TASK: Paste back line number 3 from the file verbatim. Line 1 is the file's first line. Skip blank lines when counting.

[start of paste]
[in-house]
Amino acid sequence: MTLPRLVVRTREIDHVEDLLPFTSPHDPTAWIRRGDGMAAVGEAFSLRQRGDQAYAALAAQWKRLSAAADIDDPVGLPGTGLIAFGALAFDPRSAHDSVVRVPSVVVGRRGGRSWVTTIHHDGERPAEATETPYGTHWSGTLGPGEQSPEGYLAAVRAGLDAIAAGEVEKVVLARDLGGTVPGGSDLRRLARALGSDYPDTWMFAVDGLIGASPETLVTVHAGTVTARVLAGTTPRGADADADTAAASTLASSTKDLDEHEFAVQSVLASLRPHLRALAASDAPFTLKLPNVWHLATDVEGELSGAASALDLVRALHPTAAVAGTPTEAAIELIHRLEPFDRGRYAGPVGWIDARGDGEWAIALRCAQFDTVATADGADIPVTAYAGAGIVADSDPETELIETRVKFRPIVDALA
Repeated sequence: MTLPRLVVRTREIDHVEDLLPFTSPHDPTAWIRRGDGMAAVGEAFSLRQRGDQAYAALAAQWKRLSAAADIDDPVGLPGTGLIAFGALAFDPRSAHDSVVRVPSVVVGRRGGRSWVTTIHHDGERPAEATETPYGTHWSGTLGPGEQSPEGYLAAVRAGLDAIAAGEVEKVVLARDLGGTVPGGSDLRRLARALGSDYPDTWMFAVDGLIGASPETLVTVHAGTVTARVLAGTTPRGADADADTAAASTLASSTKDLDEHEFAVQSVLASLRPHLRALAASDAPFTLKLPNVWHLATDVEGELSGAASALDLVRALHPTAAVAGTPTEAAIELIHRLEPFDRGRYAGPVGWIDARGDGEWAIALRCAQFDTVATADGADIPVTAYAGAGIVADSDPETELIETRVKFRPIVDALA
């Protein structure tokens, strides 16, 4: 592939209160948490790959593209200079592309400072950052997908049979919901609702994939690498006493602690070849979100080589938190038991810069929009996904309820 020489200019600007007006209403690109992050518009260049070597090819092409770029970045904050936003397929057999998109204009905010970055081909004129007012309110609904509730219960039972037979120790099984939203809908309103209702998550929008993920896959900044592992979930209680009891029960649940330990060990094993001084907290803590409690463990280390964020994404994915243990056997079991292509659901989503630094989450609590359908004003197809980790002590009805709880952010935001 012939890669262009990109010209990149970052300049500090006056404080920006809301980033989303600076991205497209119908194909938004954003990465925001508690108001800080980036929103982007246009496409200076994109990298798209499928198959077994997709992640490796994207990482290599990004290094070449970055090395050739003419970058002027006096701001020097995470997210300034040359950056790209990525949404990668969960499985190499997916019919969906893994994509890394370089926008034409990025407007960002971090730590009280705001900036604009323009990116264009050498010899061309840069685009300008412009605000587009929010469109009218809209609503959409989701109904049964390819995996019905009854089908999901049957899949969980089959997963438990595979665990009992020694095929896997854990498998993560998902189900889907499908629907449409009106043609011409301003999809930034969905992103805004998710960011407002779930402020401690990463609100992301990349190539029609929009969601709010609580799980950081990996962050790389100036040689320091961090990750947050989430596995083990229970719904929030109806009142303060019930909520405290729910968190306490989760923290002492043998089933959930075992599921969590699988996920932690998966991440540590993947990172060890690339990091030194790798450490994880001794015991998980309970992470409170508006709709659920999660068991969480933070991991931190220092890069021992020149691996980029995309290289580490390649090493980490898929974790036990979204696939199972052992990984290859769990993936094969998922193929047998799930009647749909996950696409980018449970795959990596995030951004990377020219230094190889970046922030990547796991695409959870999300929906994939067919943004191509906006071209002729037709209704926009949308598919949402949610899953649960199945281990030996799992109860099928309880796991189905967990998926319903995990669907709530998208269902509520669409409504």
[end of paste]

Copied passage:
Repeated sequence: MTLPRLVVRTREIDHVEDLLPFTSPHDPTAWIRRGDGMAAVGEAFSLRQRGDQAYAALAAQWKRLSAAADIDDPVGLPGTGLIAFGALAFDPRSAHDSVVRVPSVVVGRRGGRSWVTTIHHDGERPAEATETPYGTHWSGTLGPGEQSPEGYLAAVRAGLDAIAAGEVEKVVLARDLGGTVPGGSDLRRLARALGSDYPDTWMFAVDGLIGASPETLVTVHAGTVTARVLAGTTPRGADADADTAAASTLASSTKDLDEHEFAVQSVLASLRPHLRALAASDAPFTLKLPNVWHLATDVEGELSGAASALDLVRALHPTAAVAGTPTEAAIELIHRLEPFDRGRYAGPVGWIDARGDGEWAIALRCAQFDTVATADGADIPVTAYAGAGIVADSDPETELIETRVKFRPIVDALA